Hardtail, he explained two posts before you that he plans to add caliper mounts to the frame. Also, ALL rims are disc compatible. I agree with you that it would be easier for him to scrounge up a frame that was already close to what he wants, but I get the idea that what he wants to do is play and experiment and end up with a finished product that is decidedly his own. A perfectly valid goal, IMO.

    Freshjive, take this with a grain of salt because I`m not a disc guy and haven`t paid a whole lot of attention to how people go about it, but the Framebuilding section has had several threads concerning the best routes to add caliper mounts. It seems to me that the most recomended way to go about it is to tie both stays together with a gusset, whether you end up putting the caliper on the CS or on the SS. I`m sure a site search would turn up the information you need. You might also consider buying a prebuilt disc-ready fork and using only a front brake, depending on your terrain. Just a thought.
    Recalculating....

  8. #8
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    This is an interesting idea. I've thought of doing a similar thing with my Rockhopper, but there are some strong reasons for not doing that conversion...

    - You will have to use gussets of some sort for the rear brake. You'll have to get someone to do it for you because you don't want to ruin the frame.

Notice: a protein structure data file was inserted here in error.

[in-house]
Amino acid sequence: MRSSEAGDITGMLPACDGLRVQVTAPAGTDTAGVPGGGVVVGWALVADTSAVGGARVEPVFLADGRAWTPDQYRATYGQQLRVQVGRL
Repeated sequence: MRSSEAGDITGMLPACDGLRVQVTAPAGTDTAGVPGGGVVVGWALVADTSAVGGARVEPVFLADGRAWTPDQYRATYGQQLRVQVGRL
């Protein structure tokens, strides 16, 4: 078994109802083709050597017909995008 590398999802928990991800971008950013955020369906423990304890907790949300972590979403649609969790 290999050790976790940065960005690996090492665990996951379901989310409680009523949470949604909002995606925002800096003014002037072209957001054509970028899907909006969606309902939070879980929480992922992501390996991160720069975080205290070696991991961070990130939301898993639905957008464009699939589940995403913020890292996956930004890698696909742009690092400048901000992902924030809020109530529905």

- The spacing on your bike is likely 130mm and most disc hubs are 135. They'll fit, but it isn't difficult to cold set the rear triangle.

    - I think the outside diameter of your 32mm cross tires will be bigger than the ~2" tires the bike was designed around. Your BB will be higher and that will effect handling. I do think it is likely your cross tires will fit.

    - It is an old school mountain bike, so your head angle is going to be 69 degrees or worse. Getting a low rake fork won't help correct this problem much. Thankfully, there seems to be a fair number of disc cross forks with 1" headtube (I'm assuming). 700c wheels will likely only increase your wheelbase length.

    I'm not trying to crush your project, just trying to give you food for thought. I did a 650b conversion on my Rockhopper and it worked, but the handling was much worse than the 26" wheels.

  9. #9
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    Quote Originally Posted by Freshjive
    Background of me: